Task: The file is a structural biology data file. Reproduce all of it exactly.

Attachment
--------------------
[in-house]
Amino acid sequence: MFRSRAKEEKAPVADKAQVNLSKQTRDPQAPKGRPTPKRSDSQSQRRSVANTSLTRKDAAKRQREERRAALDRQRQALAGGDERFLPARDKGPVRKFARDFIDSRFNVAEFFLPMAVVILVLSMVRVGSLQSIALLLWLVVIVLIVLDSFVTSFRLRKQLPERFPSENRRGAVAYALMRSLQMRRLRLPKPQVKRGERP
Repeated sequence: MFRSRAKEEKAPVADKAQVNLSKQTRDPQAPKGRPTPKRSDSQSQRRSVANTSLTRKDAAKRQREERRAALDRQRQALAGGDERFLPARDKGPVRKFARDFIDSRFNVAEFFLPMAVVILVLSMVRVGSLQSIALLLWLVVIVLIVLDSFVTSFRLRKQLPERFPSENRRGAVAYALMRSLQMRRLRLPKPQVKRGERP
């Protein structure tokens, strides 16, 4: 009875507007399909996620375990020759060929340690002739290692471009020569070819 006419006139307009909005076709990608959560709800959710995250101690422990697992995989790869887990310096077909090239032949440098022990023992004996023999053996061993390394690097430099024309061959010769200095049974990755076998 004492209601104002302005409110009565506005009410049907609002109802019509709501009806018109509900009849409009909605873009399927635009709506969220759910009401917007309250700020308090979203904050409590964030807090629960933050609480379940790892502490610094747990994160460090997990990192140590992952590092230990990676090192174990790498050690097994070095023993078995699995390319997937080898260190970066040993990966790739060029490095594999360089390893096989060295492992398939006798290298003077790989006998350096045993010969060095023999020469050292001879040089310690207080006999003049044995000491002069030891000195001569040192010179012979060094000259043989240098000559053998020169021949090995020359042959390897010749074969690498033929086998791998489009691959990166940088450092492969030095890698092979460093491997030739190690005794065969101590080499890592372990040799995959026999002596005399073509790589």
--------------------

[in-house]
Amino acid sequence: MFRSRAKEEKAPVADKAQVNLSKQTRDPQAPKGRPTPKRSDSQSQRRSVANTSLTRKDAAKRQREERRAALDRQRQALAGGDERFLPARDKGPVRKFARDFIDSRFNVAEFFLPMAVVILVLSMVRVGSLQSIALLLWLVVIVLIVLDSFVTSFRLRKQLPERFPSENRRGAVAYALMRSLQMRRLRLPKPQVKRGERP
Repeated sequence: MFRSRAKEEKAPVADKAQVNLSKQTRDPQAPKGRPTPKRSDSQSQRRSVANTSLTRKDAAKRQREERRAALDRQRQALAGGDERFLPARDKGPVRKFARDFIDSRFNVAEFFLPMAVVILVLSMVRVGSLQSIALLLWLVVIVLIVLDSFVTSFRLRKQLPERFPSENRRGAVAYALMRSLQMRRLRLPKPQVKRGERP
């Protein structure tokens, strides 16, 4: 009875507007399909996620375990020759060929340690002739290692471009020569070819 006419006139307009909005076709990608959560709800959710995250101690422990697992995989790869887990310096077909090239032949440098022990023992004996023999053996061993390394690097430099024309061959010769200095049974990755076998 004492209601104002302005409110009565506005009410049907609002109802019509709501009806018109509900009849409009909605873009399927635009709506969220759910009401917007309250700020308090979203904050409590964030807090629960933050609480379940790892502490610094747990994160460090997990990192140590992952590092230990990676090192174990790498050690097994070095023993078995699995390319997937080898260190970066040993990966790739060029490095594999360089390893096989060295492992398939006798290298003077790989006998350096045993010969060095023999020469050292001879040089310690207080006999003049044995000491002069030891000195001569040192010179012979060094000259043989240098000559053998020169021949090995020359042959390897010749074969690498033929086998791998489009691959990166940088450092492969030095890698092979460093491997030739190690005794065969101590080499890592372990040799995959026999002596005399073509790589």